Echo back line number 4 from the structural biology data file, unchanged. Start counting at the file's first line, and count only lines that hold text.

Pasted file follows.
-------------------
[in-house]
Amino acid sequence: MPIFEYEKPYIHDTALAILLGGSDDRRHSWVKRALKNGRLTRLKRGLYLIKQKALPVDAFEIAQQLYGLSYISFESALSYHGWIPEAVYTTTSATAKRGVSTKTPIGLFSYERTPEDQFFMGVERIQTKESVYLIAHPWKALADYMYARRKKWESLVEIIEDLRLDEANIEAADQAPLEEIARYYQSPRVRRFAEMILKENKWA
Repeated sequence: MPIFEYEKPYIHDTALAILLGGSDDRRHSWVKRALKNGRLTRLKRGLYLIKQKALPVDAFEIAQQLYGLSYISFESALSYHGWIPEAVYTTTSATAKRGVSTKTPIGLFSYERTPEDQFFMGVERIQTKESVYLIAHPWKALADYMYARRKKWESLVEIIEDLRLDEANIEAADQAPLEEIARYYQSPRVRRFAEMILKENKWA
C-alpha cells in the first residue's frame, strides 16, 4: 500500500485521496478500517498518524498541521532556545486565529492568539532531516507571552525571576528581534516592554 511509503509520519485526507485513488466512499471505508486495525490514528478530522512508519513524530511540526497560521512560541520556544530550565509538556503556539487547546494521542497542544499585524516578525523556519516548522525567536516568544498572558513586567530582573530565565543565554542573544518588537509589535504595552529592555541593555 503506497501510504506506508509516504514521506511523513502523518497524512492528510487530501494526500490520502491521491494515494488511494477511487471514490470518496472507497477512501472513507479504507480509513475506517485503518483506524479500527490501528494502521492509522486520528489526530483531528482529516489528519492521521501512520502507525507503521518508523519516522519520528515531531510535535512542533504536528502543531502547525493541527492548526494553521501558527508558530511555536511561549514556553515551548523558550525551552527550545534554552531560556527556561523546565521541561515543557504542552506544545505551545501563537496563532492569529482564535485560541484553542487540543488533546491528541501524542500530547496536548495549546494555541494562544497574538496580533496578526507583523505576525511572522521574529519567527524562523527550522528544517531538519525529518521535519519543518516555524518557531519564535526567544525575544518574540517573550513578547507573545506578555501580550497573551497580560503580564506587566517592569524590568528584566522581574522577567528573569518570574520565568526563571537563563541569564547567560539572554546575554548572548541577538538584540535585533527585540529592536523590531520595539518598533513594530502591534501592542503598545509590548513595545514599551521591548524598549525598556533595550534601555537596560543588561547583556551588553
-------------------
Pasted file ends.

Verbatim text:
C-alpha cells in the first residue's frame, strides 16, 4: 500500500485521496478500517498518524498541521532556545486565529492568539532531516507571552525571576528581534516592554 511509503509520519485526507485513488466512499471505508486495525490514528478530522512508519513524530511540526497560521512560541520556544530550565509538556503556539487547546494521542497542544499585524516578525523556519516548522525567536516568544498572558513586567530582573530565565543565554542573544518588537509589535504595552529592555541593555 503506497501510504506506508509516504514521506511523513502523518497524512492528510487530501494526500490520502491521491494515494488511494477511487471514490470518496472507497477512501472513507479504507480509513475506517485503518483506524479500527490501528494502521492509522486520528489526530483531528482529516489528519492521521501512520502507525507503521518508523519516522519520528515531531510535535512542533504536528502543531502547525493541527492548526494553521501558527508558530511555536511561549514556553515551548523558550525551552527550545534554552531560556527556561523546565521541561515543557504542552506544545505551545501563537496563532492569529482564535485560541484553542487540543488533546491528541501524542500530547496536548495549546494555541494562544497574538496580533496578526507583523505576525511572522521574529519567527524562523527550522528544517531538519525529518521535519519543518516555524518557531519564535526567544525575544518574540517573550513578547507573545506578555501580550497573551497580560503580564506587566517592569524590568528584566522581574522577567528573569518570574520565568526563571537563563541569564547567560539572554546575554548572548541577538538584540535585533527585540529592536523590531520595539518598533513594530502591534501592542503598545509590548513595545514599551521591548524598549525598556533595550534601555537596560543588561547583556551588553